Tag Archives: Linux/Unix

Restarting the Linux sound subsystem

Sometimes my laptop gets to a state in which sound works through the built-in speakers, but not through the headphone jack. Possibly my solution is too brutal, but it works -  restarting the whole sound subsystem. I guess that it may come handy in other situation: the ability to restart a subsystem instead of rebooting the machine, is always an advantage.

The rationale is simply reloading the kernel module that acts as a driver to our sound hardware. Reloading isn't easy, as:

  1. Kernel modules use this module.
  2. User processes use this module.

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Introducing myip (no more ifconfig eye-grep!)

Complex tools for a simple task

It's common for us, users and admins, to check what is the ip of the host we are logged in to. Currently on Linux, this task is commonly done by the ip and ifconfig tools. However, I find them way too complex for the simple task of checking what's the IP. their output is full of confusing, irrelevant details, and they have tons of command-line arguments.

But you can pipe it all through grep, sed and awk!

Well... I'm not even going to explain why it isn't friendly.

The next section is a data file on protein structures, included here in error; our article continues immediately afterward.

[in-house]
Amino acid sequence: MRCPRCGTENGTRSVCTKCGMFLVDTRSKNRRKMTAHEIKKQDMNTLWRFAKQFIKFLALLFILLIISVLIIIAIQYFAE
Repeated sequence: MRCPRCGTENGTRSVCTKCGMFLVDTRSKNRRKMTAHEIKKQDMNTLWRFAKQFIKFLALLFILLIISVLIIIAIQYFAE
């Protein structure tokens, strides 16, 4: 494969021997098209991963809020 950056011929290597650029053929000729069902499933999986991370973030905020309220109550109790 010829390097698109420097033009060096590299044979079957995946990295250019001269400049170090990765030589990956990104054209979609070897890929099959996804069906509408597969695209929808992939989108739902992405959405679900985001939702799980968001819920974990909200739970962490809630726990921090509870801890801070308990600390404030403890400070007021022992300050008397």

myip for the rescue

So after I failed to find a simple tool for displaying IPs, I started writing it myself. Some command line samples: Continue reading

Reviving the hibernate feature on Debuntu

My laptop's battery had just died. It made me realize how much I depend on it, for changing my working location, either when computer is awake or asleep for many hours. Without a battery, the sleep (aka suspend-to-ram) feature is less useful, for the tiniest power interruption would kill it. Continue reading

Solution for Xsession + bash_completion problem

Update: just noticed that on a more advanced ~/.profile, I see it sourcing ~/.bashrc only if under bash (by using if [ -n "$BASH_VERSION" ]; ).

As Debian sid was just unfrozen due to Squeeze release, I recently get lots of package updates. I had the feeling that something is gonna break, even slightly, despite the relative high stability of Debian unstable.

And indeed, after 100+ updates, I could no longer login to GNOME. I'm not sure which package update caused this (bash_completion was updated to 1.3, yet the problem isn't necessarily there) . gdm nicely referred me to ~/.xsession-errors, which had something like:
sh: /etc/bash_completion.d/git: line 123: syntax error near unexpected token <'
sh: /etc/bash_completion.d/git: line 123:
done < <(git config -z --get-regexp '^(svn-remote\..*\.url|bash\.showupstream) 2>/dev/null | tr '\0\n' '\n ')'